King David opens Psalm 8 by singing, “O Lord, our Lord, how majestic is Your name in all the earth.” One dictionary describes the word majestic as “having or showing impressive beauty or dignity”. David is marveling at the created order, attributing its magnificence to God alone, in awe that God would even think about us, even still give us charge over His creation. David concludes that the very name of God has impressive beauty and dignity.
The title “King of kings” has been used since the 13th century BC when an Assyrian first gave himself the name. In the book of Ezra, Artaxerxes refers to himself as king of kings and both Ezekiel and Daniel refer to Nebuchadnezzar as the same. Monarchs throughout history have adopted it to indicate their supremacy over all subject kings beneath them. Even as recently as 2008, over 200 African tribal kings bestowed Muammar Gaddafi with this title.
We’ve all heard people say self-important, cocky things. Consider when Paul McCartney said, “A hundred years from now, people will listen to the Beatles the same way we listen to Mozart” or when singer Kanye West said, “I feel like I’m too busy writing history to read it”. Heavyweight Boxing Champion Mohammed Ali was apparently full of confidence: “I’m not the greatest, I’m the double greatest. Not only do I knock ‘em out, I pick the round.” Another Ali quote: “I’m so fast that last night I turned off the light switch in my hotel room and was in bed before the room was dark.” Granted, Ali also admitted, “I don’t always know what I’m talking about…but I know I’m right.”
I’m excited to announce I’ll be taking my Unto Us Christmas concert on tour again this December and I want you to be on stage with us! If you live in or near the cities in our expanding list below*, and either play an orchestral instrument or love to sing choral music, WE WANT YOU to be a part of the 2015 Unto Us Tour! The goal is to fill these stages with people from all over your community, from different backgrounds, cultures and denominations, to celebrate the birth of our One Savior, Jesus Christ together!!!
I own a house. It’s a good house, a strong house. But I did not build my house. Someone else built it and did a brilliant job of it, as I’ve been repeatedly reminded by contractors, “This is a very well built house!” But I can take no credit for it. When my family and I walk around inside, we don’t fear falling through the floors, the structure is secure. Even during last night’s storm, when warnings of inch sized hail and wind gusts up to 60 miles per hour were popping up on my phone, our concern wasn’t raised because, praise God, we have a strong house.
My favorite line in this song is in the chorus: “Death and Hell call Him Victorious”. While I knew that Death and Hell would be a horrible title for an album, I was really close to naming the entire album Call Him Victorious! It’s quite honestly the perfect summary for the entire project. (Read my Doxology Overview Blog about the coronation of King Jesus and the afterparty!) But alas, Doxology “fought for the title and claimed it” (…a foreshadow of yet another new lyric)
There’s a strong chance the words it is finished conjure up an image in your mind of Jesus on the cross, mustering up just enough energy for one last sentence before He bows His head and gives up His spirit. Before He breathes His last breath. They may take you back to a solemn Good Friday service, a quiet occasion where communion is shared and tears are shed recalling our Savior’s incalculable sacrifice. When I was young, I believed those words only indicated the end of Jesus’ time on the cross, or even His time walking the earth, wrapped in human flesh. That could give us some sense of relief, as if a loved one who had fought cancer for so many brutal years, were to finally slip into the eternal rest of their Father’s arms. But His words carry much more weight and they give us a reason to celebrate.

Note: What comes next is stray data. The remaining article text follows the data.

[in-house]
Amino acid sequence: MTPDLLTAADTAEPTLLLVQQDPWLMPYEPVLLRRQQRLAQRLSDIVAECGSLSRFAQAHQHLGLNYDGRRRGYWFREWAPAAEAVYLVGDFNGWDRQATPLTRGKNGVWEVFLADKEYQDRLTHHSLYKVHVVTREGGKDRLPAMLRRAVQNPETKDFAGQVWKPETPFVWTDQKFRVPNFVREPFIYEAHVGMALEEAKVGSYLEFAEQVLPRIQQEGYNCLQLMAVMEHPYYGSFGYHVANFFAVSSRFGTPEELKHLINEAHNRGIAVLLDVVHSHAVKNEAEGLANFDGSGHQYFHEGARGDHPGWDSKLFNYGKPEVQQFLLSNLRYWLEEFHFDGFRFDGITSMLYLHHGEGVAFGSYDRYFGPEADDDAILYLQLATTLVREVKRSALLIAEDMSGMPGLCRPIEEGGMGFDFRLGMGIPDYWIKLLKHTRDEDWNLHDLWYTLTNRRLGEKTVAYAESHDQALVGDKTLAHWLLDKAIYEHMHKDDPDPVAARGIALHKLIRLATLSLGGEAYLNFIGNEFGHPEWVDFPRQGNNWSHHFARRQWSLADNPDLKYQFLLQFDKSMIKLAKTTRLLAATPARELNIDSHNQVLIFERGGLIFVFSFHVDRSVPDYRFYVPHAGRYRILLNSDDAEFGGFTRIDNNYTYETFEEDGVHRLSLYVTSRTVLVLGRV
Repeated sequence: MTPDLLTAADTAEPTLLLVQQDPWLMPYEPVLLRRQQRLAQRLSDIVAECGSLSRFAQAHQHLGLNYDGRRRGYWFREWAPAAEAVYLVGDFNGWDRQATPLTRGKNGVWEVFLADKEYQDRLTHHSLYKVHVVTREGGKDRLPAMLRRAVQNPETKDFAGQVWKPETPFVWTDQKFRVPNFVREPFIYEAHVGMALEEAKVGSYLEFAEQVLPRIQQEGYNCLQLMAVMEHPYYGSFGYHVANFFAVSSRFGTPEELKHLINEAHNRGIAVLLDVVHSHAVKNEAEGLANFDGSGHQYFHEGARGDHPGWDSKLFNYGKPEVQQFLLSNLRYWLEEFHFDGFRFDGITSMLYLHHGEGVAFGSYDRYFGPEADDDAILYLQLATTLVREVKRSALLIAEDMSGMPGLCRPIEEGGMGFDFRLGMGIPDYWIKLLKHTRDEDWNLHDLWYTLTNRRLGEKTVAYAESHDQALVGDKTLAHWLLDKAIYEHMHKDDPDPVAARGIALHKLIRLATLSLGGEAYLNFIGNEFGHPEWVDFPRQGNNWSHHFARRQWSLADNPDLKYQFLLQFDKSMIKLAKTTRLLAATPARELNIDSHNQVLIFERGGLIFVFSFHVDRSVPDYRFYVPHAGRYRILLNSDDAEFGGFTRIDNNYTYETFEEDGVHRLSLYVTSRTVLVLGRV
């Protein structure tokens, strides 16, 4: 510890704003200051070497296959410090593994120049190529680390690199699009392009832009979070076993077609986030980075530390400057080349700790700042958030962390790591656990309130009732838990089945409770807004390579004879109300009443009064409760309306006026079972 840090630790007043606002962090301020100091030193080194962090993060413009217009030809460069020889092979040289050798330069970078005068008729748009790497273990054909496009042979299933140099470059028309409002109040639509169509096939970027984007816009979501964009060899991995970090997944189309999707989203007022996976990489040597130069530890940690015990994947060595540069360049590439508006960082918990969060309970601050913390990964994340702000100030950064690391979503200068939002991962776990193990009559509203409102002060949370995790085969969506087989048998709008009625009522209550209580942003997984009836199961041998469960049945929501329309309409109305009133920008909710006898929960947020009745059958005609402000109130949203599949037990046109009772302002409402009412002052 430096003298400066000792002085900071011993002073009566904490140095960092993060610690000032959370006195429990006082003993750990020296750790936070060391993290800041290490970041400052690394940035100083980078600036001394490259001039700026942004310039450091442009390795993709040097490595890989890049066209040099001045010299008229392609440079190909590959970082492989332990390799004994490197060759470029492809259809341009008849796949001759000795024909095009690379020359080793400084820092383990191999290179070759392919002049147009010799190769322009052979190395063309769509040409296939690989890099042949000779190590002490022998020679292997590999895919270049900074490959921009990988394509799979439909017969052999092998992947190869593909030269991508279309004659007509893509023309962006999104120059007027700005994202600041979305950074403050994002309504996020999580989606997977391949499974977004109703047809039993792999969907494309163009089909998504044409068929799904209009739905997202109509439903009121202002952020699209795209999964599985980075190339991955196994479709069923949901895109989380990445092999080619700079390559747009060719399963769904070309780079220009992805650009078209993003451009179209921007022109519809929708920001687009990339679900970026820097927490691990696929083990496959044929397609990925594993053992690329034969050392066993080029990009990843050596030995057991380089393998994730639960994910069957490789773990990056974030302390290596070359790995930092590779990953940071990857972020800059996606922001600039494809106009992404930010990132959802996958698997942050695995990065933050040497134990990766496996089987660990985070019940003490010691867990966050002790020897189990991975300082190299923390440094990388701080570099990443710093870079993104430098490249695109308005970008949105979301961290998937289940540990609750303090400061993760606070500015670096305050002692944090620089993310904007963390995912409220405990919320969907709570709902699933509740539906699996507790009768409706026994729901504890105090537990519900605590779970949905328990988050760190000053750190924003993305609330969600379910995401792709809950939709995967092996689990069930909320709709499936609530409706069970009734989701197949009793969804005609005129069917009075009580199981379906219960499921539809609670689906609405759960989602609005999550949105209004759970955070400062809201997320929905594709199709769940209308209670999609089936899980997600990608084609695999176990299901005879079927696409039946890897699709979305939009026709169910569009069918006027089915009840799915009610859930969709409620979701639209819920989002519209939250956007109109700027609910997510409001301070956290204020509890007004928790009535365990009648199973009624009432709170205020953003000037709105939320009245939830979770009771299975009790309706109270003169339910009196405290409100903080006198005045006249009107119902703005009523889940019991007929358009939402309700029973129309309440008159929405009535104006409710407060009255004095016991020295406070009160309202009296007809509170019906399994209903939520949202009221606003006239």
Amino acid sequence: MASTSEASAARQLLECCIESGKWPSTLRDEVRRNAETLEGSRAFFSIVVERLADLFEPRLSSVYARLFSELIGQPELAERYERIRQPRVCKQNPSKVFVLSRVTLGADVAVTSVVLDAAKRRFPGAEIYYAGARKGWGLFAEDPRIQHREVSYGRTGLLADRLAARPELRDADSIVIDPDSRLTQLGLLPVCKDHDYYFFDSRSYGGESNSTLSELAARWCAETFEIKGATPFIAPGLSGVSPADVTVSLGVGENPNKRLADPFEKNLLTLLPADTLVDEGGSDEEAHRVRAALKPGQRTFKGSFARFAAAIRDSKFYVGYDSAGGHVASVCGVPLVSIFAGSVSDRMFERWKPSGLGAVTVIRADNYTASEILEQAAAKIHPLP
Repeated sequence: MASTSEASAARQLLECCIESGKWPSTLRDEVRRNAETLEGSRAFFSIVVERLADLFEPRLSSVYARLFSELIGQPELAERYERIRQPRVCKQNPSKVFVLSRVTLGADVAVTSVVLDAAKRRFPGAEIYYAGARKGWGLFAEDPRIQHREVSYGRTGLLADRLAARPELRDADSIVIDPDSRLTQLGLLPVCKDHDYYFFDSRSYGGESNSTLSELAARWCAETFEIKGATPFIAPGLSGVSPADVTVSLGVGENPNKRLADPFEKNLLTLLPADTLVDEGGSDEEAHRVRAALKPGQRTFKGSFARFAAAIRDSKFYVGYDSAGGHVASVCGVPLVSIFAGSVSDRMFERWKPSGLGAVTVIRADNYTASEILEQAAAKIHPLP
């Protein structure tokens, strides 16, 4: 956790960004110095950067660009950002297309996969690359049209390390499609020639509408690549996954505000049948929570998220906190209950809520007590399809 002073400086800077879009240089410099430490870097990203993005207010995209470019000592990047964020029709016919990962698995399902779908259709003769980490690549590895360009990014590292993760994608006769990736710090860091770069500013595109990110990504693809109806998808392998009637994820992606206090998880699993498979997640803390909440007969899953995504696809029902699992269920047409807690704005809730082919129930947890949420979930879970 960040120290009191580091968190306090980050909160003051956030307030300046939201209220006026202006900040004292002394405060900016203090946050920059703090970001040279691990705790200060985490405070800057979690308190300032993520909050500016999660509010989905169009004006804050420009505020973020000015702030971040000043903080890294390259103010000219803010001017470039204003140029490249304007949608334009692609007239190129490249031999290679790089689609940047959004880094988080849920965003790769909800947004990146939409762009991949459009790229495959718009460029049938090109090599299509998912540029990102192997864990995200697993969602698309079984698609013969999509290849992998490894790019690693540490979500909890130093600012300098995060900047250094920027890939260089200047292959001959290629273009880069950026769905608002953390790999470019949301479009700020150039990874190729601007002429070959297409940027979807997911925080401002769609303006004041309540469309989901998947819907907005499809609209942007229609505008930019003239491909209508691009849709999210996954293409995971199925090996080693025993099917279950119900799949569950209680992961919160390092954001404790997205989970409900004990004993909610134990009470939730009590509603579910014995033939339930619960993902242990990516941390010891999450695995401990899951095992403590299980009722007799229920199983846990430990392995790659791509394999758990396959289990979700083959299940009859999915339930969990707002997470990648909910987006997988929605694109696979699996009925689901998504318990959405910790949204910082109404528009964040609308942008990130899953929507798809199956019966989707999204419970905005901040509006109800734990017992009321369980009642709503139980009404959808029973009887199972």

Aaron Shust will be performing at the Maranatha Bible and Missionary Conference in Muskegon, Michigan on August 1st. Let us know you’re coming! Click here for more information!
In the middle of a thunderstorm in East Tennessee with tornado warnings popping up on our phones, Always Will Be was born in a windowless room, where Benji Cowart, BJ Putnam and I felt safe to keep writing. Hanging on the wall of our over air-conditioned room was a framed picture of Francis of Assisi’s Prayer, “Lord make me an instrument of Your peace. Where there is hatred let me show love…”, a beautiful prayer I always thought would be great fodder for a song of worship. So our first verse begins, “where there is heartache / where there is hatred / where there is suffering / You are there / where I was wounded / where I was weeping / where I was weakest / You were there.”
Aaron Shust is being featured in Worship Together Magazine the week of the release of his album “Doxology”, coming August 28th! He is currently recording “How To” videos for his upcoming album. Stay tuned for updates!
Dove Award-winning artist Aaron Shust will release his new studio album for Centricity Music, Doxology, Friday, August 28th! The project was recorded in Nashville and was produced by the David Crowder Band’s renowned drummer, Christian Paschall. The record contains 10 new songs, with eight that were co-written by Shust, including “Nothing More” that features labelmate, Lauren Daigle. The album delivers Shust’s signature style of corporate worship in a festive and celebratory frame that honors the good news of the risen Christ. The project will be available at all online music outlets.